(Cross-posted to MoneyLaw)
It's not news that the job market is tough for new lawyers right now. But how bad is it? And how bad will it get? Lets look at some recent figures. According to the U.S. Department of Labor, Bureau of Labor Statistics, there were 761,000 lawyers working in America in 2006. The BLS projects that this number will grow by 11% over the decade from 2006 to 2016. That means that we should have about 83,710 new jobs for attorneys by 2016, or an average of about 8,371 new jobs per year.
In order to guess at the overall employment outlook for new lawyers, we have to guess at the number that might retire as well. Retirements should, in theory at least, create more jobs for new attorneys. The ratio won't be one to one, because law firms hire and fire new associates based on overall market conditions, not based on the number of partners retiring or senior associates promoted to partner each year. But to keep this simple we'll just assume that one retirement equals more or less one opening.
So lets look at some history (PDF). The first table here shows the number of JDs awarded by ABA approved law schools for the years 1966 through 1995:
It seems reasonable to assume that lawyers who graduated somewhere in this time frame will make up most of those retiring over the 2006 - 2016 decade. Those called to the bar in 1966 had worked for 40 years at the start of the period, and those admitted in 1986 had worked for 20. The numbers marked as BEST and WORST seem like the largest and smallest numbers of attorneys that might retire in the near future. The BEST case assumes that retirees come mainly from the largest cohort of those admitted from 1986 to 1995. The WORST case assumes that retirees are mainly those from the 1966 to 1975 period. The MIDDLE case is the average of these two.
The table below shows the results of adding estimated retirees and average new jobs to figure BEST, MIDDLE, and WORST cases for the number of jobs per year available to new attorneys. From these figures, it seems that in the best case we might have jobs for 96% of new JDs over the next decade. But the middle or worst cases would leave 25 - 45% of new lawyers out of work each year.
The projected number of new JDS per year comes from the next table, which shows the number of degrees awarded in 2006 by all ABA approved law schools. This table also shows the JMRI score for each school. Schools are sorted in descending order of US News Combined Reputation Score. The JMRI is a measure of the proportion of the total openings for new lawyers each year that could be filled by a given school's graduates and the graduates of all schools higher up in the listing. For example, the formula for Stanford is:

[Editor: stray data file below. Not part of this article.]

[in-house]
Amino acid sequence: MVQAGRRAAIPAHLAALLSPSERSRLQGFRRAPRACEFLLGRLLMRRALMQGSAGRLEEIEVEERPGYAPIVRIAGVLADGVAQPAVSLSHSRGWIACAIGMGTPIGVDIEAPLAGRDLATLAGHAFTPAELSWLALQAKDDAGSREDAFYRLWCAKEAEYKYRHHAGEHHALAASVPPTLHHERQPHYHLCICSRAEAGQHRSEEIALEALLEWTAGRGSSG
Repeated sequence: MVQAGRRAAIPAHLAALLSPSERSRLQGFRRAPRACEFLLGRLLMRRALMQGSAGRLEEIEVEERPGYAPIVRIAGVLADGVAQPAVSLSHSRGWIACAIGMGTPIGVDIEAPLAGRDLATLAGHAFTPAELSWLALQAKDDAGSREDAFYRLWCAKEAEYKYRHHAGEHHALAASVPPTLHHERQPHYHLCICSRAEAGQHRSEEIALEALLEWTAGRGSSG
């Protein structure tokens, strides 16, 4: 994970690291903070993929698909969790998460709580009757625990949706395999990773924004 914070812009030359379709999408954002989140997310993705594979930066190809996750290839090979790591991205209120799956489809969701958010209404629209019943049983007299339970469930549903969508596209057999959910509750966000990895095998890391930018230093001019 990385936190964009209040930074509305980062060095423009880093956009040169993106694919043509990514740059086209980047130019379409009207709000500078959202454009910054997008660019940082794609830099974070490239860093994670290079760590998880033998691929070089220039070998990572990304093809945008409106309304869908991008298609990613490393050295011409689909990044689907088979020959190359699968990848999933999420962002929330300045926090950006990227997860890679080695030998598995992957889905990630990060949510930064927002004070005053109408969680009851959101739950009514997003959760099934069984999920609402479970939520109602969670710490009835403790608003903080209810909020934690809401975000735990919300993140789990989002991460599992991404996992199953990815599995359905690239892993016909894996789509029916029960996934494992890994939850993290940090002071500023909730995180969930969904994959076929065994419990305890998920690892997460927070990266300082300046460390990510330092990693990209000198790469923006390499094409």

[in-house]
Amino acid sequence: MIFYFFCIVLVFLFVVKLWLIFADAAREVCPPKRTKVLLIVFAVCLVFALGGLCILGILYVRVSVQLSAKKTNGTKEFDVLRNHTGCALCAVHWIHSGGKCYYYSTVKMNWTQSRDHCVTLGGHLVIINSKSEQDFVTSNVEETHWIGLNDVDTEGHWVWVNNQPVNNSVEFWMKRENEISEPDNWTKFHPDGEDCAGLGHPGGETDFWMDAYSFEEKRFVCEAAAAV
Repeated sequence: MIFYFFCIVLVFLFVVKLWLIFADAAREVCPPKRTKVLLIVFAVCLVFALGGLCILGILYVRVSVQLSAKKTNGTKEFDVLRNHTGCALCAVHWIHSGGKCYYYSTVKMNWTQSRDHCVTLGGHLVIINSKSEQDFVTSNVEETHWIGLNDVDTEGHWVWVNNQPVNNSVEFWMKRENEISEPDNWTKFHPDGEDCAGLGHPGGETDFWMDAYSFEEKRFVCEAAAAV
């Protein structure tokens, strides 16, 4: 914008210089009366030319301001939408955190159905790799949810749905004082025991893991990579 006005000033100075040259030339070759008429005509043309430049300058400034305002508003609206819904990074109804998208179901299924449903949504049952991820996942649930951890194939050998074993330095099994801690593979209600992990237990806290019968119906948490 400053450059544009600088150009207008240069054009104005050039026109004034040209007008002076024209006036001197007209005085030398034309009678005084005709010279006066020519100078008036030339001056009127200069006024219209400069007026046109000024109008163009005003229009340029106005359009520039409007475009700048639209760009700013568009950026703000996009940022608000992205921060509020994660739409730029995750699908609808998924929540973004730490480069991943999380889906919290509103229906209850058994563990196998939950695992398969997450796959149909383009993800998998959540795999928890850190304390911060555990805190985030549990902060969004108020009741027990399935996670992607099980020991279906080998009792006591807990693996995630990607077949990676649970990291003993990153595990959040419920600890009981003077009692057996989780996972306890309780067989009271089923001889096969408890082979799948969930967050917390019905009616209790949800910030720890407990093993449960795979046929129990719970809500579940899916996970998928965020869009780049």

JMRI = JDS(Stanford + Yale + Harvard) / JOBS(MIDDLE) * 1,000
So the classes of Stanford and the two schools above it could fill 2.9% of available jobs each year -- as projected in the MIDDLE case -- resulting in a JMRI score of 29. The BEST and WORST columns use a similar formula but give alternative measures for those cases. A JMRI score of 1,000 or higher may be cause for some concern.
This is only a crude metric because of course the job market doesn't fill from top to bottom in strict reputation score order. Law firms tend to hire from a certain number of national schools and then from local schools in their region -- not indiscriminately from all schools in the country. Larger firms tend to hire more graduates from national schools, and smaller firms do more of their hiring locally. Also, students at a "riskier" school with very high grades and prior work experience in high demand may have much better prospects than graduates with no such assets at a less "risky" school. So the JMRI score is just a relative estimate of the overall risk of not finding a job for graduates of different schools -- not an absolute predictor of the outlook for lawyers from any one school.
Of course, the cases all assume job growth for new lawyers will at least match BLS projections. Given the current rumors of mass layoffs, mergers, and even some firms folding, that may or may not happen. The new JD figures per year also do not include graduates from recently approved schools at Charlotte, Elon, and Drexel ... or UC Irvine ... or the ten new law schools now under proposal or development. They also include no graduates from the Peking University Law School, which according to Bill Henderson also has plans to seek ABA accreditation.
(Cross-posted to MoneyLaw)
Posted by Michael Shaffer at 7/22/2008 05:32:00 PM